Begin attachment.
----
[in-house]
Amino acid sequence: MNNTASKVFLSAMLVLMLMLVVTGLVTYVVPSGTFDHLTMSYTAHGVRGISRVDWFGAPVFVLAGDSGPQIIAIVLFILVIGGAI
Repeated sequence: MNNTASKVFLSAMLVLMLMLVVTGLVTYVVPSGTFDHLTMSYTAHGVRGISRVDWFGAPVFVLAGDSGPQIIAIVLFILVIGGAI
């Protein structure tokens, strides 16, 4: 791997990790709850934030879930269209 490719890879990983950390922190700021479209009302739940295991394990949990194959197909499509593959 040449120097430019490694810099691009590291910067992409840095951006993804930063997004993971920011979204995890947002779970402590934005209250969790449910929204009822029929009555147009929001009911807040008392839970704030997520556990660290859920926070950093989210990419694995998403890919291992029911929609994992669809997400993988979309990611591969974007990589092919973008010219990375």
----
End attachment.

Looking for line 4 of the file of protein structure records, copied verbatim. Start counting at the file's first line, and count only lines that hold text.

């Protein structure tokens, strides 16, 4: 791997990790709850934030879930269209 490719890879990983950390922190700021479209009302739940295991394990949990194959197909499509593959 040449120097430019490694810099691009590291910067992409840095951006993804930063997004993971920011979204995890947002779970402590934005209250969790449910929204009822029929009555147009929001009911807040008392839970704030997520556990660290859920926070950093989210990419694995998403890919291992029911929609994992669809997400993988979309990611591969974007990589092919973008010219990375």